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A Policy Widely Abused: The Origins of the “No Platform” Policy of the National Union of Students

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In early 2016, the media reported that two long-standing campaigners, gay rights activist Peter Tatchell and Hope Not Hate’s Nick Lowles, have been ‘no platformed’ at different events on UK university campuses for their alleged ‘Islamophobia’. In both cases, this was a policy officially instigated by the National Union of Students (NUS). However, this policy has, in the eyes of many media commentators, been abused and used by fringe sections of the student community to ‘silence’ opinions contrary to their own.

This controversy is no new phenomenon.  ‘No platforming’ in the early 1970s was a reaction to the rise of the National Front (NF) and their attempts to recruit people on campus, based on earlier strategies used by communists and Jewish activists against Oswald Mosley’s British Union of Fascists. When the NF started to grow in the early 1970s, left-wing Trotskyist groups such as the International Marxist Group (IMG) and the International Socialists (IS) argued that physical resistance to fascism should be applied to this next generation of fascists. The term ‘no platform’ was first by the IMG, who argued:

the only way to deal with fascist type organisations like the National Front is to break up their activities before they grow to a size where they can begin to smash the activities of the working class.

Despite numbering only hundreds, both the IMG and IS were influential within the student movement at this time.  At the 1974 NUS conference, these groups were able to push for the adoption of a ‘no platform’ policy, which stated:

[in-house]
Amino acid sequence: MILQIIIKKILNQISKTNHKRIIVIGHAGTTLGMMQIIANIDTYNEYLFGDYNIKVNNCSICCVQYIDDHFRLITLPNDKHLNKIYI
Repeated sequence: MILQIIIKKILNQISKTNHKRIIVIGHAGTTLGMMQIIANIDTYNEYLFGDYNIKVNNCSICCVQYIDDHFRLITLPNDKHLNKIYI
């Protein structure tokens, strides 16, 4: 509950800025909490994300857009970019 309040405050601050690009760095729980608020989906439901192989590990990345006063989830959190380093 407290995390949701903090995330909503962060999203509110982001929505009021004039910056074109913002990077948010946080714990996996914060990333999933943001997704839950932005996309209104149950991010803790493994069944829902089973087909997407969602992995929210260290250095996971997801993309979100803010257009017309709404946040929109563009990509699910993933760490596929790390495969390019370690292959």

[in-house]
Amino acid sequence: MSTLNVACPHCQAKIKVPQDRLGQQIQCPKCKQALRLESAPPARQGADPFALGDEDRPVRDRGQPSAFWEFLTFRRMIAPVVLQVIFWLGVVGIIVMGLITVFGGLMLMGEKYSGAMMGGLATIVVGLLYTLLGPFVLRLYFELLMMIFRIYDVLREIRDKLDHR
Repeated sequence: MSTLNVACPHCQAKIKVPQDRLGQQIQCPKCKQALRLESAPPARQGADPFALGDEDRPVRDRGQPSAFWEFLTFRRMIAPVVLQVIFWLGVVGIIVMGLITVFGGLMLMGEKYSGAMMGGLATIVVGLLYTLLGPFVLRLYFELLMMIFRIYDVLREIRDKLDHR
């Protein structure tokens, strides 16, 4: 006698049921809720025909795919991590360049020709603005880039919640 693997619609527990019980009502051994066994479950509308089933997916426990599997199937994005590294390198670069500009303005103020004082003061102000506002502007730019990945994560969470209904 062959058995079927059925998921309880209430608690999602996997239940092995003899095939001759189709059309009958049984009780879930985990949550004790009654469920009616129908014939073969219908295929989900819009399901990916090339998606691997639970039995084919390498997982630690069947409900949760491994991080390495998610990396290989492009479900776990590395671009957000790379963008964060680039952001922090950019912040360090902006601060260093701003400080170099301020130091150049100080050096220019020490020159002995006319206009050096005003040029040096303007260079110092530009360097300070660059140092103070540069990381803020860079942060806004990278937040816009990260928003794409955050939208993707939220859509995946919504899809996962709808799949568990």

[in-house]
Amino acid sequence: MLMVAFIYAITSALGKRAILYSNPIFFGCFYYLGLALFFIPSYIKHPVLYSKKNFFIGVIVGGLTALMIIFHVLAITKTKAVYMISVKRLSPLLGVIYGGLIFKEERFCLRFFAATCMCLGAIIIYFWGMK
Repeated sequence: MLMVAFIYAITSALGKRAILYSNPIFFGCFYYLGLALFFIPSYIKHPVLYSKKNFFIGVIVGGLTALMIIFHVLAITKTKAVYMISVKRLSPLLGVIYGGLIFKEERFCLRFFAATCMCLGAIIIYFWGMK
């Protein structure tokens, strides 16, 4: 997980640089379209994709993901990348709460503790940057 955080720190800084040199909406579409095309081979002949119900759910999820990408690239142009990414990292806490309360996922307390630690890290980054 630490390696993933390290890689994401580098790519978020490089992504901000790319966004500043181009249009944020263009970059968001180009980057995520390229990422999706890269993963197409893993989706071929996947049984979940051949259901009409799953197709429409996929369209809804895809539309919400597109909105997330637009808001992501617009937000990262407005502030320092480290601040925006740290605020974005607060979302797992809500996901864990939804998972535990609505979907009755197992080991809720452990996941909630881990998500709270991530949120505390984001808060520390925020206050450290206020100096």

[C]onference believes that in order to counter these [racist and fascist] groups, it is… necessary to prevent any member of these organisations or individuals known to espouse similar views from speaking in colleges by whatever means necessary (including disrupting of the meeting).

In the eyes of the IMG, this extended beyond the NF and could also be applied to others, such as Conservative MP Enoch Powell, the right-wing Tory group, the Monday Club, and controversial psychologist Hans Eysenck. Others on the student left believed that the ‘no platform’ policy should not apply to those who may make racist and sexist statements, but were not violent fascists.

From the very beginning, there were criticisms of the ‘no platform’ policy. The Guardian described the move as a denial of free speech and warned, ‘Students should perhaps remember that frustration which leads to a denial of the right of one section of society is not something new. It is classic pattern of fascism.’ However, in June 1974 a student demonstrator was killed during a demonstration against the NF in London’s Red Lion Square, with tens more were injured. The NUS alleged police violence and the militant anti-fascists’ argument - that fascism must be countered ‘by any means necessary’ to avoid people on the left becoming targets of violence – was reinforced